verify(mockedBar.getFoo(2)).calledAfter(mockedFoo.getBar(1));    // bar.getFoo(2) has been called before foo.getBar(1)
verify(mockedFoo.getBar(1)).calledBefore(mockedBar.getFoo(999999));    // throws error (mockedBar.getFoo(999999) has never been called)
``````

### Throwing errors

``````let mockedFoo:Foo = mock(Foo);

when(mockedFoo.getBar(10)).thenThrow(new Error('fatal error'));

let foo:Foo = instance(mockedFoo);
try {
foo.getBar(10);
} catch (error:Error) {
console.log(error.message); // 'fatal error'
}
``````

### Custom function

You can also stub method with your own implementation

``````let mockedFoo:Foo = mock(Foo);
let foo:Foo = instance(mockedFoo);

when(mockedFoo.sumTwoNumbers(anyNumber(), anyNumber())).thenCall((arg1:number, arg2:number) => {
return arg1 * arg2;
});

// prints '50' because we've changed sum method implementation to multiply!
console.log(foo.sumTwoNumbers(5, 10));
``````

### Resolving / rejecting promises

You can also stub method to resolve / reject promise

``````let mockedFoo:Foo = mock(Foo);

when(mockedFoo.fetchData("a")).thenResolve({id: "a", value: "Hello world"});
when(mockedFoo.fetchData("b")).thenReject(new Error("b does not exist"));
``````

### Resetting mock calls

You can reset just mock call counter

``````// Creating mock
let mockedFoo:Foo = mock(Foo);

// Getting instance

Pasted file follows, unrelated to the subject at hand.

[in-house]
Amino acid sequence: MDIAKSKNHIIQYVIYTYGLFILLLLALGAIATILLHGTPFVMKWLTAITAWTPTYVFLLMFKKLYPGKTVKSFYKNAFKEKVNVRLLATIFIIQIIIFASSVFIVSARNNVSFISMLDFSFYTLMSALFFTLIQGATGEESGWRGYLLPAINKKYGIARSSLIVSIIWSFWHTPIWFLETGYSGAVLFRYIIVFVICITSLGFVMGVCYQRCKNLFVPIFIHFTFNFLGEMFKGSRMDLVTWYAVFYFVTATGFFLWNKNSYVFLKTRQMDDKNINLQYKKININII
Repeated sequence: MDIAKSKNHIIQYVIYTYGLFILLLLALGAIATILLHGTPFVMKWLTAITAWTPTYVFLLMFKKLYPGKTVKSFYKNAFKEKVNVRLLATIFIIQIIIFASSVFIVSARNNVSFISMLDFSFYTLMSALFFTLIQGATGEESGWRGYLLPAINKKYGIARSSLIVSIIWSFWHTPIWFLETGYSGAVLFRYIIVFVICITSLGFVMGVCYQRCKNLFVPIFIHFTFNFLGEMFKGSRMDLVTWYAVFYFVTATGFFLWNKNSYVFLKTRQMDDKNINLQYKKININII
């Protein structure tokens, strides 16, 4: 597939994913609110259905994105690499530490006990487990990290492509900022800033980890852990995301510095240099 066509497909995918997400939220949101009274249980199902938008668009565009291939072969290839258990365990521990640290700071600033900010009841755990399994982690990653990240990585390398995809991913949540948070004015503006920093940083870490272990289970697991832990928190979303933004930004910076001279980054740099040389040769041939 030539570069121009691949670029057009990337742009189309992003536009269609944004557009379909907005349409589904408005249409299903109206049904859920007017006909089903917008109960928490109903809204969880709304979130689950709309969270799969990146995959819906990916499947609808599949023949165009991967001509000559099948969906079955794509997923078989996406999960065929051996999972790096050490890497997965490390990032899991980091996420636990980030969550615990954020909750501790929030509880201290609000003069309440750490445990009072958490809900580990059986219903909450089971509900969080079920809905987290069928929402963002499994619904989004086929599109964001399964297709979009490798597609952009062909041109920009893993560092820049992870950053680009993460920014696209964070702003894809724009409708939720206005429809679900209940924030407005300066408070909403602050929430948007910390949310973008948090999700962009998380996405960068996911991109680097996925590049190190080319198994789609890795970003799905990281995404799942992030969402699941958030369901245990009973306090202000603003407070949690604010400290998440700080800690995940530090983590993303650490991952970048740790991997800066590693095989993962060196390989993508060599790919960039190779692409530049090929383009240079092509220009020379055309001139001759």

let foo:Foo = instance(mockedFoo);

// Some calls
foo.getBar(1);
foo.getBar(1);
verify(mockedFoo.getBar(1)).twice();      // getBar with arg "1" has been called twice

// Reset mock
resetCalls(mockedFoo);

// Call count verification
verify(mockedFoo.getBar(1)).never();      // has never been called after reset
``````

You can also reset calls of multiple mocks at once `resetCalls(firstMock, secondMock, thirdMock)`

### Resetting mock

Or reset mock call counter with all stubs

``````// Creating mock
let mockedFoo:Foo = mock(Foo);
when(mockedFoo.getBar(1)).thenReturn("one").

// Getting instance
let foo:Foo = instance(mockedFoo);

// Some calls
console.log(foo.getBar(1));               // "one" - as defined in stub
console.log(foo.getBar(1));               // "one" - as defined in stub
verify(mockedFoo.getBar(1)).twice();      // getBar with arg "1" has been called twice

// Reset mock
reset(mockedFoo);

// Call count verification
verify(mockedFoo.getBar(1)).never();      // has never been called after reset
console.log(foo.getBar(1));               // null - previously added stub has been removed
``````

You can also reset multiple mocks at once `reset(firstMock, secondMock, thirdMock)`

### Capturing method arguments

``````let mockedFoo:Foo = mock(Foo);
let foo:Foo = instance(mockedFoo);

// Call method
foo.sumTwoNumbers(1, 2);

// Check first arg captor values
const [firstArg, secondArg] = capture(mockedFoo.sumTwoNumbers).last();
console.log(firstArg);    // prints 1
console.log(secondArg);    // prints 2
``````

You can also get other calls using `first()`, `second()`, `byCallIndex(3)` and more...

### Recording multiple behaviors

You can set multiple returning values for same matching values

``````const mockedFoo:Foo = mock(Foo);